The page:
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Do Household Products Cause Breast Cancer?

August 4, 2010

Lending some credence to the widely circulated rumors you've likely heard, the first published report on conventional household product use and breast cancer links cleaners and air fresheners to an increased risk of the disease. Environmentalists have long theorized that household products may contain hormone-disrupting chemicals or carcinogens that contribute to breast cancer development.

Researchers from Boston University School of Public Health and the Silent Spring Institute in Newton, MA questioned more than 1,500 women about their product use and other risk factors for a study published in the journal Environmental Health. Roughly half were diagnosed with breast cancer and half weren't.

The investigators found that mold/mildew control products containing bleach as well as solid and spray air fresheners were linked with a higher risk of breast cancer. In fact, the risk was doubled among subjects who had the highest product usage compared with those who used them the least. However, general surface cleaners, oven cleaners, and most pesticides—which are also often implicated in breast cancer development—were not associated with a higher breast cancer risk.

Acknowledging that women with breast cancer may overestimate their past product use, the study authors note that further research is needed to confirm this early association. In the meantime, you may have more peace of mind by turning to gentler, "green" cleaning products.

Household products with the Environmental Protection Agency’s (EPA) "Design for the Environment" product label are deemed safer for consumers. Here's a short list of mold and/or mildew cleaners that have met the EPA's rigorous standards.

  • Global Green Technology's Mold and Mildew Stain Remover
  • Behr Process Corporation’s 62-N Premium Mildew Stain Remover
  • HAZfree's Odor & Mildew Remover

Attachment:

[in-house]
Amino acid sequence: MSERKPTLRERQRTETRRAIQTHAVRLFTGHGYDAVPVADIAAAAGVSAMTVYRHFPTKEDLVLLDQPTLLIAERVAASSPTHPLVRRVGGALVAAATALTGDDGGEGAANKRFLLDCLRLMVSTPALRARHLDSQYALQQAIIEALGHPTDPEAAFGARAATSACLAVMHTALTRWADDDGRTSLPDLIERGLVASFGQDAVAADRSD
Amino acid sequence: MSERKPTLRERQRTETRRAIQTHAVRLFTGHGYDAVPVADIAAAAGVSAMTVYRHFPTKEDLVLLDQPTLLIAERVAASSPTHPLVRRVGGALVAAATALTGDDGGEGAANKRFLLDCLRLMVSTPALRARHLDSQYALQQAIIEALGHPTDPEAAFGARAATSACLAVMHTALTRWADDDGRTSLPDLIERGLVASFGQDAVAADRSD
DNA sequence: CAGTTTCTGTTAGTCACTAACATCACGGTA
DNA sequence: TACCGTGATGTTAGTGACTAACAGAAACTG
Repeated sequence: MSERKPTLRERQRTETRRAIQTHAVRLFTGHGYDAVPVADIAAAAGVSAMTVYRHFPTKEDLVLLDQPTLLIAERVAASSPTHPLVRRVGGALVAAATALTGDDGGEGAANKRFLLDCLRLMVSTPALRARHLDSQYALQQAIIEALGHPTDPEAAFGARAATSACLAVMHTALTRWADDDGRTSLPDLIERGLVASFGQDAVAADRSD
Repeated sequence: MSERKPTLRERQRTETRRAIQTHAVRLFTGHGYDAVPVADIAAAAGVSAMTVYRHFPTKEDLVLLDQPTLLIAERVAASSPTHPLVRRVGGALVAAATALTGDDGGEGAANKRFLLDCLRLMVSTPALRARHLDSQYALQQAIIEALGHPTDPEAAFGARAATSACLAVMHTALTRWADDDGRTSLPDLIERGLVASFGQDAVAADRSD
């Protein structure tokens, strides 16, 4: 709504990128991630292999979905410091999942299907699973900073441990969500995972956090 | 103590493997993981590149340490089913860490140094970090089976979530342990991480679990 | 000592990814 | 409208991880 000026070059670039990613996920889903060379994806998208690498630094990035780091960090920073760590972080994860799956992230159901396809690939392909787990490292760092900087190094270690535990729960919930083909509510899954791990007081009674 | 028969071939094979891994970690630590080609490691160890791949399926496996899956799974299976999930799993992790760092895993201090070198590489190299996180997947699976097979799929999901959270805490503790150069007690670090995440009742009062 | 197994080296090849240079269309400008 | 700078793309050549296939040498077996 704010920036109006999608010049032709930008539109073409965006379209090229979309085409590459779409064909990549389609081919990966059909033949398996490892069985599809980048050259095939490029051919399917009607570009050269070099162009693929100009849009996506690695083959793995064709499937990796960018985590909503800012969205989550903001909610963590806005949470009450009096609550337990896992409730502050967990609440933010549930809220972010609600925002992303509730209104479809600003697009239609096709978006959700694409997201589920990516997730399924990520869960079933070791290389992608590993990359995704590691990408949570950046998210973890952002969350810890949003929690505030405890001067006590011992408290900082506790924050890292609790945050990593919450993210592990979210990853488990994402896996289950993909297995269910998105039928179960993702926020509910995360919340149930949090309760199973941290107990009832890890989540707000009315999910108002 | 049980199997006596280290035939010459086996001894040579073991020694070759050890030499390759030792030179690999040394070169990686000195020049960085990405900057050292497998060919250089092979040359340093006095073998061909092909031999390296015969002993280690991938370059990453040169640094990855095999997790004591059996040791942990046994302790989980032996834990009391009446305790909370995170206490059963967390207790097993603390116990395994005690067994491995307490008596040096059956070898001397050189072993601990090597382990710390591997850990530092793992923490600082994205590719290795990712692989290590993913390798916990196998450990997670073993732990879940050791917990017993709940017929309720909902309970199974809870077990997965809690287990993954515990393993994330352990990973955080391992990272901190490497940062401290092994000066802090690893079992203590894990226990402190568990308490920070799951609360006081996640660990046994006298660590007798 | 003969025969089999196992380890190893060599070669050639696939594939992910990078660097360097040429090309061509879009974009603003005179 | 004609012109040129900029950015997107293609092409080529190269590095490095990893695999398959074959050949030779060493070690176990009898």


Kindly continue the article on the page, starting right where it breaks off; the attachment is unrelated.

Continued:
To remove unpleasant odors, try one of these tips from Penn State University's College of Agricultural Sciences:

  1. Place baking soda in closed areas such as the refrigerator and closets.
  2. Put 2 to 4 tablespoons of baking soda or vinegar throughout rooms that need deodorizing.
  3. Boil cinnamon, cloves, or your favorite spice.

Sources: Zota, Aschengrau, Rudel and Brody. "Self-reported Chemicals Exposure, Beliefs About Disease Causation, and Risk of Breast Cancer in the Cape Cod Breast Cancer and Environment Study," Environmental Health, July 20, 2010. doi:10.1186/1476-069X-9-40;
Environmental Protection Agency; and
"Alternative Household Cleaning Solutions," a publication of the College of Agricultural Sciences at Penn State University

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FDA Panel Says No to Avastin® for Breast Cancer

August 4, 2010

The days of using bevacizumab (Avastin®) to treat metastatic breast cancer may be numbered, as an advisory panel to the U.S. Food and Drug Administration (FDA) has recommended that it no longer be approved for this purpose. That's because Avastin, which is also approved for colon, lung, and kidney cancer, has failed to show a significant benefit for breast cancer in two large clinical trials.

Avastin had been granted an accelerated approval in 2008 for metastatic breast cancer to be used with the chemotherapy drug paclitaxel (Taxol, Abraxane). The special approval was based on early positive findings from a pharmaceutical-sponsored study that Avastin halted tumor growth for five-and-a-half months compared to treatment with only paclitaxel.

But the two trials submitted for the next step of standard approval have failed to confirm these results. In these studies, the progression-free period lasted from less than a month to almost three months, which was deemed not to outweigh potentially life-threatening side effects including high blood pressure (hypertension) and bleeding.

The FDA will make its decision by September 17—though it looks probable that using Avastin for this purpose will be nixed, as the agency usually follows the recommendation of its advisory committee.

Sources: FDA;
American Cancer Society; and

Breast Cancer Survivors: Get Moving

July 7, 2010

If you've had breast cancer or are still in the midst of treatment, of course you need to rest so that your body can recuperate and heal. You also need to get moving. That suggestion may sound a bit surprising and even unrealistic.

But what if you knew that exercise would improve your quality of life, ease fatigue, and help fend off physical decline? After reviewing extensive evidence, that's exactly what a panel of cancer and exercise specialists assert. New guidelines just released from the American College of Sports Medicine recommend that cancer survivors should exercise the same amount as the general population, about 2 and ½ hours a week.